The clear dominance of shuffling over emergence in helicity injection in quiet-Sun regions suggests that helicity rates derived with the computationally less expensive DAVE method (see Sect. 2.2) for LOS magnetograms, would not differ significantly from those derived by DAVE4VM for vector magnetograms. Application of both methods on the sequences of LOS and vector magnetograms of July 15, 2014 (Fig. 6) indeed shows a remarkable both qualitative and quantitative correspondence between respective results.

thumbnail Fig. 4

Ratio between the total accumulated net helicity and the total accumulated amplitude of helicity for the 16 quiet-Sun regions, with negative and positive values denoting negative (left-handed) and positive (right-handed) accumulated net helicity, respectively. The blue dotted line denotes the mean absolute amplitude of this ratio.

Open with DEXTER

thumbnail Fig. 5

Ratio between the accumulated amplitudes of helicity due to shuffling and emergence (black squares) and the corresponding ratio between the accumulated amplitudes of the respective energy terms (red squares) for the 16 quiet-Sun regions. The dotted black and red lines denote respective mean values.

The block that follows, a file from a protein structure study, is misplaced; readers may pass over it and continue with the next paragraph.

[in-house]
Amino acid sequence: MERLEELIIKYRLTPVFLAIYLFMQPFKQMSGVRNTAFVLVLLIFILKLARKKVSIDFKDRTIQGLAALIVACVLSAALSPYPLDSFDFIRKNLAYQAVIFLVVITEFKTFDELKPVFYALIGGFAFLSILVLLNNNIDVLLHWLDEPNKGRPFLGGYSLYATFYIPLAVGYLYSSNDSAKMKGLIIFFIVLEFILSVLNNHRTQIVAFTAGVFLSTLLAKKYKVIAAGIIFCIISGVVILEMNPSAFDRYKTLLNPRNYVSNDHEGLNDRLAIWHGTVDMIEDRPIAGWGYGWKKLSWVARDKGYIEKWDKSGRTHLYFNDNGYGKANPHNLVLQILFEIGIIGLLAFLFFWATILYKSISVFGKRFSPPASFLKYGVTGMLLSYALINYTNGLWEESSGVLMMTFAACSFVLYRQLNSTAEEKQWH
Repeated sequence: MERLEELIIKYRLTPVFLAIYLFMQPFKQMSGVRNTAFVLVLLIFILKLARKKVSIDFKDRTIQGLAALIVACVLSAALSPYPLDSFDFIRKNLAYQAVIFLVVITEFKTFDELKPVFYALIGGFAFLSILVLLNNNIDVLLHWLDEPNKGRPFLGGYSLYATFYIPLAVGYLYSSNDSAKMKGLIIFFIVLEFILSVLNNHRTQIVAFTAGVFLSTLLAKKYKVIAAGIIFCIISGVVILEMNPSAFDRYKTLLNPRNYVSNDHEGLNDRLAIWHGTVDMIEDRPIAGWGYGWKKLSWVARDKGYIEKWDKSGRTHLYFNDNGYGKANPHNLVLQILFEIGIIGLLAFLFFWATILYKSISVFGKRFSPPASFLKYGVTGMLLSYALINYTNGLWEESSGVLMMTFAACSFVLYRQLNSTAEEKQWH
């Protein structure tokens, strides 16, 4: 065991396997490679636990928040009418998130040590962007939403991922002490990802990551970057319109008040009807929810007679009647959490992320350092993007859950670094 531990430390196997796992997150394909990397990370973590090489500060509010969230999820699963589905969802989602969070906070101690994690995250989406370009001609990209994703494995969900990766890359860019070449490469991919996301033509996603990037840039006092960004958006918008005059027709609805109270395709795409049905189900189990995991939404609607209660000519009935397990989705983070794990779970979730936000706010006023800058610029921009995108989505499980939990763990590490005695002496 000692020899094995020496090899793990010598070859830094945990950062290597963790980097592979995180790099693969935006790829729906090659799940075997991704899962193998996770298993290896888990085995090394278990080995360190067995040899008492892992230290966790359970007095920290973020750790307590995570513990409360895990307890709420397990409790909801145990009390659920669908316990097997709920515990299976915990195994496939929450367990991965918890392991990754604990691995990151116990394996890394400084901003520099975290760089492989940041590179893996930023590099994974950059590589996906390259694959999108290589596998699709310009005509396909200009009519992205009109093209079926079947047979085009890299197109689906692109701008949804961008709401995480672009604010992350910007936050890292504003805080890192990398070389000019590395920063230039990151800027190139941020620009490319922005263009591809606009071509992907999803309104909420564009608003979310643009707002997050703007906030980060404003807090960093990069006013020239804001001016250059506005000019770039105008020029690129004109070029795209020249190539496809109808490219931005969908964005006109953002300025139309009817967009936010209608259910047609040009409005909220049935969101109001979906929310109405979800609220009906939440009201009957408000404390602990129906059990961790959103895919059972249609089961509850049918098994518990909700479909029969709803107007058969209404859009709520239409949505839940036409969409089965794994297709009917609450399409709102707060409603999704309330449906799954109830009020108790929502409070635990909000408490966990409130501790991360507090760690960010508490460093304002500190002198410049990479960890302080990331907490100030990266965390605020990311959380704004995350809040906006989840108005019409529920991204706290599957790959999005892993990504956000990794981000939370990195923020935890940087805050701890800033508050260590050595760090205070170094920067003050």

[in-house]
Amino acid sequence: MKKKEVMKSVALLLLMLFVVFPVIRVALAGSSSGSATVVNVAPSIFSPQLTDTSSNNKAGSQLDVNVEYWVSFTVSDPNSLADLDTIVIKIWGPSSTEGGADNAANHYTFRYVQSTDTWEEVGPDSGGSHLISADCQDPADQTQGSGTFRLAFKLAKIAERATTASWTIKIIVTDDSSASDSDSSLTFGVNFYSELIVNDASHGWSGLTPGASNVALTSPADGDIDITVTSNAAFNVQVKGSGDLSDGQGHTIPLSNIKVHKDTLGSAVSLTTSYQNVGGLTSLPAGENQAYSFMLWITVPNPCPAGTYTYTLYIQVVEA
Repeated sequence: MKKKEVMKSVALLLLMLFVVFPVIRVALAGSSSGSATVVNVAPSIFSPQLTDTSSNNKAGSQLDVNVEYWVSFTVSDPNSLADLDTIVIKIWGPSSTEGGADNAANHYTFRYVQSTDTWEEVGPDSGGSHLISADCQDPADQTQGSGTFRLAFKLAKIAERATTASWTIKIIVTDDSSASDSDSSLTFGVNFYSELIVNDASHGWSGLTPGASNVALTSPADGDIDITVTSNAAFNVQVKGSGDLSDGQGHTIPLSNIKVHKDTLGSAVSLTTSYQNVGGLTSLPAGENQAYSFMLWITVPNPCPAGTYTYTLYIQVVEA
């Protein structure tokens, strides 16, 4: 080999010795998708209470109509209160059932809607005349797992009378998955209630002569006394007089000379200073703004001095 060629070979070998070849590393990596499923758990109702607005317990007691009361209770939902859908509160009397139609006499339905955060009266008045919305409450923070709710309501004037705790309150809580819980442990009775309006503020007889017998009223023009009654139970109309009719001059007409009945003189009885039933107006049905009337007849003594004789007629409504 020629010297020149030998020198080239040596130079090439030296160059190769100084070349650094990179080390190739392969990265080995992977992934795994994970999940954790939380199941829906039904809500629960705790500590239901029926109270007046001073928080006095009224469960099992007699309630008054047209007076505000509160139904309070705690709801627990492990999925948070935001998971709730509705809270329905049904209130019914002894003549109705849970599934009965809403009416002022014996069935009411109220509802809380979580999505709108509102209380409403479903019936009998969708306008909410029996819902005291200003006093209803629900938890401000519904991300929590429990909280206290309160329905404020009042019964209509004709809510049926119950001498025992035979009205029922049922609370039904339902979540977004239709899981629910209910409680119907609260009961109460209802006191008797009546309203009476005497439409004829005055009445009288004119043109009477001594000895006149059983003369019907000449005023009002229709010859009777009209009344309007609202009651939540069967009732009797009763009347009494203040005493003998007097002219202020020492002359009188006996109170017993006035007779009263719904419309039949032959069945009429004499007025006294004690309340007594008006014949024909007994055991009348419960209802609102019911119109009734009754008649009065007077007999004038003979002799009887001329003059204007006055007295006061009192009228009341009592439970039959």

Open with DEXTER

thumbnail Fig. 6

Helicity rates calculated with DAVE4VM (black line) and DAVE (red line) from the vector and LOS magnetograms for the quiet-Sun sequence of July 15, 2014.

Open with DEXTER

Concerning the injection of energy, as Fig. 3 suggests, the majority of the studied quiet-Sun regions exhibit negative energy rates corresponding to energy removal, with only three (3) of them showing an overall positive energy injection. We can only conjecture that this could actually be associated with large ongoing diffusion processes as these quiet-Sun regions are remnants of old ARs and all studied quiet-Sun sequences exhibit a much quicker evolution than the reported 1.8 ± 0.9 day lifetime of supergranules. The ratio of amplitudes of energy injected by shuffling motions over energy injected by emergence (Fig. 5, red squares) shows, like helicity, a clear dominance of the shuffling term. This is in contrast to the respective behavior in ARs, in which the continuous emergence of large magnetic flux results in dominance of energy injected through emergence over shuffling (Tziotziou et al. 2013). The average ratio between the respective shuffling and emergence energy terms is 2.53 and could probably be attributed, like helicity, to the nature, dynamics, and magnitude of magnetic flux emergence in quiet-Sun regions (Schrijver et al. 1997; Gošić et al. 2014) combined with intense diffusion that mostly removes energy from the magnetic configuration.